Swim Exit

Swim Exit

A happy me

A happy me


Equipment: BTWin Triban 5 stock condition, Leopardskyn full sleeve jersey, BTWin bib shorts 9

It was a bit chilly and I decided to wear the full sleeve jersey (I had kept both the full and half sleeve jerseys in my transition bag). The bike course is a two lap out and back course (45 Kms one way). It is mostly flat with some climbing to do at the beginning and at the halfway mark. The outbound course is a gentle downhill and the return leg is a gentle uphill.

I started cycling with great enthusiasm and averaged around 26-27 Kmph for the first 45 Kms. If I could manage to keep this up, I was on track for a 7 hour finish. However things turned worse after I took the U-turn back to the town. There was a very strong headwind (It was only now that I realised that my 26 Kmph average for the first 45 Kms was due to the tail wind) and the course was a gradual uphill. I must admit that I tried to push hard so that I could remain on track for a 7 hour cycle course finish. This drained me somewhat but I struck to my nutrition plan of 1 gel every 30 mins or so with a few gulps of water and electrolyte drink. Crowd support was awesome and I reached the town after struggling hard on the way back. By now, I had given up on targeting 7 hours and was hoping to complete between 7h30m and 7h45m. Started the 2nd lap with the hope of making the most off the downhill and the tailwind. Energy wise I was feeling fine, but I was getting a bit frustrated on seeing other athletes with more aerodynamic cycles overtaking me with ease. Finally reached the U-turn point and started the last leg of cycling back to town. By now, I was getting tired of the electrolyte drink and the gel so switched to coke. But I continued ingesting gels every half an hour. My average speed for the last 45 Kms was only 18 Kmph but it was a steady effort. I finally managed to reach home around 5:22 PM (8 minutes before the cycle cut off of 5:30 PM).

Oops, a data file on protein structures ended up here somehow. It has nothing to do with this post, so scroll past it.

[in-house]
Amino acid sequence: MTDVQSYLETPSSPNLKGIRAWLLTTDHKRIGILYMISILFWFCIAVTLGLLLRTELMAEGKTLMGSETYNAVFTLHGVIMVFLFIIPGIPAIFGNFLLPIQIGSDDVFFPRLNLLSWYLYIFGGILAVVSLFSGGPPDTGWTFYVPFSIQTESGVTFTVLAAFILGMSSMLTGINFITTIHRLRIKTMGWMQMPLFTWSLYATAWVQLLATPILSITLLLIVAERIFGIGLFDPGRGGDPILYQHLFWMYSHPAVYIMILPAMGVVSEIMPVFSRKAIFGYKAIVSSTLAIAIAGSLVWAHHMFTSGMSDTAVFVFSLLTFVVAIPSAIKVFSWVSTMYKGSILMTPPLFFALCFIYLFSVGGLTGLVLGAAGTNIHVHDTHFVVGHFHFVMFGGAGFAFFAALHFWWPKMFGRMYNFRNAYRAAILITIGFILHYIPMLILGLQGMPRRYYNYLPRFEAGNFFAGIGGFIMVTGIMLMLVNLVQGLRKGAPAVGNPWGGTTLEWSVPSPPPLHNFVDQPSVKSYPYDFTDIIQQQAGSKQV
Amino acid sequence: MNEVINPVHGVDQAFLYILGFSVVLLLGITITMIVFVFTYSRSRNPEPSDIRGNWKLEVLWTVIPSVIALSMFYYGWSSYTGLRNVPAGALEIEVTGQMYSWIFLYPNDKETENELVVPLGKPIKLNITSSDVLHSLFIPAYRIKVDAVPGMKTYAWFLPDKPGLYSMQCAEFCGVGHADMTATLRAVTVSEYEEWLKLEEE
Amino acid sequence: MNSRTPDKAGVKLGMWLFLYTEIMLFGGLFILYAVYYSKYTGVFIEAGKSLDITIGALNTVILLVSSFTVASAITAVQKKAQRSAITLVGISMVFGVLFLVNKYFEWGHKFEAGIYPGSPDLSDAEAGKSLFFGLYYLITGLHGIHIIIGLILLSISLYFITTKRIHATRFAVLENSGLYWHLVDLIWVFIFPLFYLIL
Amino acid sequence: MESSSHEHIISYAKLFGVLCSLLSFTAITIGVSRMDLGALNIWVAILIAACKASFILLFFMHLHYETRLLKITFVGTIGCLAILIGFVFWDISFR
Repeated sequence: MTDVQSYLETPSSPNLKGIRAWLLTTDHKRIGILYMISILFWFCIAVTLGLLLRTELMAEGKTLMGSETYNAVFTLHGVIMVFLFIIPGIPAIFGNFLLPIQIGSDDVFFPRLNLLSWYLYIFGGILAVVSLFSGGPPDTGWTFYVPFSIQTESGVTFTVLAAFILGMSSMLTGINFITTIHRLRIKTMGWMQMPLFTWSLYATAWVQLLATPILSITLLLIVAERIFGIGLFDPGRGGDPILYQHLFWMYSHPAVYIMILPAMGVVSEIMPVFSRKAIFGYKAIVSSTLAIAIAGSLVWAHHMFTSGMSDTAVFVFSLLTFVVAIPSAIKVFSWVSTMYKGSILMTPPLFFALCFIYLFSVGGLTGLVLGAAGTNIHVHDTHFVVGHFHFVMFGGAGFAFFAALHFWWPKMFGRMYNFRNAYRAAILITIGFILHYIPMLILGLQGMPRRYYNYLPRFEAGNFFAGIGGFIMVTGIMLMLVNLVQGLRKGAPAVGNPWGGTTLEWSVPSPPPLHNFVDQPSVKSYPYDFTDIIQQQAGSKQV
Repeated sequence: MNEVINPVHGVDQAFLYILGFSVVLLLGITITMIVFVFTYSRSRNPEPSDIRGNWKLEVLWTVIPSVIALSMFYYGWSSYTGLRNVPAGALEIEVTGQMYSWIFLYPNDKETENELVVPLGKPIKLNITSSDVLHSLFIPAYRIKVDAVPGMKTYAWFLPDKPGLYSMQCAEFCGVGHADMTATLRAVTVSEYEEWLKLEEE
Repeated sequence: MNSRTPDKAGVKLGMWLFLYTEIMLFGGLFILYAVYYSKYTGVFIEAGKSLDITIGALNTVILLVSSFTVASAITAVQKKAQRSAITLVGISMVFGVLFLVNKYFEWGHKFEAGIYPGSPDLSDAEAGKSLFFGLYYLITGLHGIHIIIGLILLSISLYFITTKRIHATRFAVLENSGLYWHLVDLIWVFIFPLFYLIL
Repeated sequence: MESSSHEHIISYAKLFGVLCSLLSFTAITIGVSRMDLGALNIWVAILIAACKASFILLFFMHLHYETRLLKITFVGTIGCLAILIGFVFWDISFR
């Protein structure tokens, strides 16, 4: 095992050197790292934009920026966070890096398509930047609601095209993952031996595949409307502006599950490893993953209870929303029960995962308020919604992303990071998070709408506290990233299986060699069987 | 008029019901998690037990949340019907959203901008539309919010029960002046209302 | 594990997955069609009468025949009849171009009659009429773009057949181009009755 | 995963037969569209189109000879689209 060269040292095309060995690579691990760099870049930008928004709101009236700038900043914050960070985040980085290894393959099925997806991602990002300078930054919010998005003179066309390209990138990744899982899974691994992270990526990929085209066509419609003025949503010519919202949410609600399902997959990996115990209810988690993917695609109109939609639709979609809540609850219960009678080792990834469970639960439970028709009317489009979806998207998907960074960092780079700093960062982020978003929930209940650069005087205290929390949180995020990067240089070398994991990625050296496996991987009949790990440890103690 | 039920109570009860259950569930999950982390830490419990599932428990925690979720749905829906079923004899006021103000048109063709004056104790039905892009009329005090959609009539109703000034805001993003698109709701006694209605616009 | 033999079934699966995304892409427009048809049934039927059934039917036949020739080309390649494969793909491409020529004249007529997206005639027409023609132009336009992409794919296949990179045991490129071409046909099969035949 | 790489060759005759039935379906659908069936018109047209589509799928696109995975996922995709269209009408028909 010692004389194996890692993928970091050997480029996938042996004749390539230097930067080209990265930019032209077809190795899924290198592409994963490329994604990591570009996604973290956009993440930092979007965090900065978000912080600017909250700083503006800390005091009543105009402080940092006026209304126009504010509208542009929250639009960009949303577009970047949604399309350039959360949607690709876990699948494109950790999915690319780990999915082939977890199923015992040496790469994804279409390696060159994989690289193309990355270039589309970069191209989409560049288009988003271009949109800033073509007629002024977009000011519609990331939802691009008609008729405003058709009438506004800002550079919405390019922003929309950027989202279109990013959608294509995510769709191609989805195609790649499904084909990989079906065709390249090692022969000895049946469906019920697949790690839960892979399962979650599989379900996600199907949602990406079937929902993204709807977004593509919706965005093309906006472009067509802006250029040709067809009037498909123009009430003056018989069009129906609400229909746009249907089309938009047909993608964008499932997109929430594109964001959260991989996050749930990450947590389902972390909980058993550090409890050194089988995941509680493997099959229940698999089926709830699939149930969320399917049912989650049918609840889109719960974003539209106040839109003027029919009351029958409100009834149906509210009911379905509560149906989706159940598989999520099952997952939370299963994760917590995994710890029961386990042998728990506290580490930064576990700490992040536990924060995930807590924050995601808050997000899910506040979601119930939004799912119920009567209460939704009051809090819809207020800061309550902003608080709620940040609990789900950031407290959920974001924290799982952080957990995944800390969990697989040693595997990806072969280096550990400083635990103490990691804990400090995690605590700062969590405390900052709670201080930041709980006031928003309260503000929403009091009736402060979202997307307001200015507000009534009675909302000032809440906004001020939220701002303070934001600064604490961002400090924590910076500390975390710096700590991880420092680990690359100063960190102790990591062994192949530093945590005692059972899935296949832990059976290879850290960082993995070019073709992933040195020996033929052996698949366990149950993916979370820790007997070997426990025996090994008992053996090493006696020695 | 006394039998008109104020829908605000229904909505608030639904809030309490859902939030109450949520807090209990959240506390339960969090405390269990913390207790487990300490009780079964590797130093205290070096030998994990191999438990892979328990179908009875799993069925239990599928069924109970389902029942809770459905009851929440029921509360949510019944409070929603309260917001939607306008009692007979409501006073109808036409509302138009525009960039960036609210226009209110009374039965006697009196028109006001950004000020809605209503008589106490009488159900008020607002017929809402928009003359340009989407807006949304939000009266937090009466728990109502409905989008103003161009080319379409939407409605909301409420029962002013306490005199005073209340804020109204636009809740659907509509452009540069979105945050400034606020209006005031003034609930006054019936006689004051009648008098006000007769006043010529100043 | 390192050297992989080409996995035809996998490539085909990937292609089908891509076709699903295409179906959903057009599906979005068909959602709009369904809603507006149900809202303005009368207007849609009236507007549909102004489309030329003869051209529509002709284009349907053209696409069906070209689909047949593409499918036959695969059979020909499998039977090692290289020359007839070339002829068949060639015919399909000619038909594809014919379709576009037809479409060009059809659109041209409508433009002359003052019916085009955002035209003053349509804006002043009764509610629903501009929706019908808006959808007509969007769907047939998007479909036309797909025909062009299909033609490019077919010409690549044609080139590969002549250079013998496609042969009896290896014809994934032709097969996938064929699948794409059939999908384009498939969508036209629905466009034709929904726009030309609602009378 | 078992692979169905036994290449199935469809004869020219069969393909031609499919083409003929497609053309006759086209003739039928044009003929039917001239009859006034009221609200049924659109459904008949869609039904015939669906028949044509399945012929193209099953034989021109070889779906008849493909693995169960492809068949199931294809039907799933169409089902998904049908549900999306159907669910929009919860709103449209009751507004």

Equipment: Full sleeve dri-fit T-shirt and shorts, Vivobarefoot Ultra shoes

I had approximately 6h30m to finish the marathon. I set a goal of 7 Kmph so that I finish the marathon in approximately 6 hours, giving me half an hour to spare in case things don’t go according to plan. The run is along a 3 lap 14 Km loop along the lake. I started well, maintaining more than 7.5 Kmph for the first 5 Kms or so. However, I could not continue running for long and started taking walking breaks. With a run-walk strategy, I finished 7 Km within the first hour (with a few minutes to spare). However, at this stage my walking time was increasing and running time decreasing. I realised that this cannot continue for long and that I needed to rework my strategy. I decided to take it one kilometre at a time. In order to maintain a 7 Kmph average speed, I need to run every Km in approximately 8m30s. At the beginning of the Km, I would sprint as fast I could so that my “lap time” for the Km would come down to 6m30s – 7m. Then I would start walking. Once the lap time went above 8m, I would start running to bring it down below 8m. With this strategy, I could finish each Km between 8m-8m30s. Occasionally, during uphills I would cross 9+ mins overall this was working well, and I maintained 7 Kmph without draining myself out (At times I would doubt whether I am doing the maths correct, but thankfully I didn’t make a mistake). Nutrition on the run course consisted of a gel every 25-30 mins and coke. Things were fine till 30 Kms after which I developed stomach pain. I slowed down drastically for a few Kms and stopped taking gels thinking that the stomach pain could be due to a overdose of gels. After a few Kms the pain eased up but at around 35 Kms I became very tired, possibly because I stopped the gels. However, I had around 1h25m to finish the final 7 Kms, and I knew that I would finish the race with 15-20 mins to spare. I tried my best to follow the run/walk strategy for the last 7 Kms, though I could not finish each Km within 8m30s, each Km took 9m – 9m30s.

Finally, 16h and 40m after the race started, and with 20 minutes to spare before the midnight cut-off, I jogged down the finish chute and it was a great moment when Mike Reilly called out my name and announced that I was an IRONMAN!

Almost there

Almost there

IRONMAN finish line

IRONMAN finish line


I am deeply indebted to many people without whom I wouldn’t have achieved my dream:

To my family, my wife, son and mother-in-law for taking care of me and putting up with me
To my office colleagues, some of whom started the weight loss journey together and continue to inspire me.
To all my friends for being with me, all these years
To Bharath Basappa, who introduced me to IRONMAN, who trained and raced with me, but unfortunately missed the cycle cut off by 4 minutes.
To Nisha Millet Swimming Academy for teaching me swimming
To Decathlon, BOTS, Leopardskyn, for all the wonderful gear
To Chennai Trekking Club for bringing triathlon mainstream in India
To the volunteers and the wonderful crowd in Taupo, without your support and encouragement on race day, I wouldn’t have finished

Thanks a lot!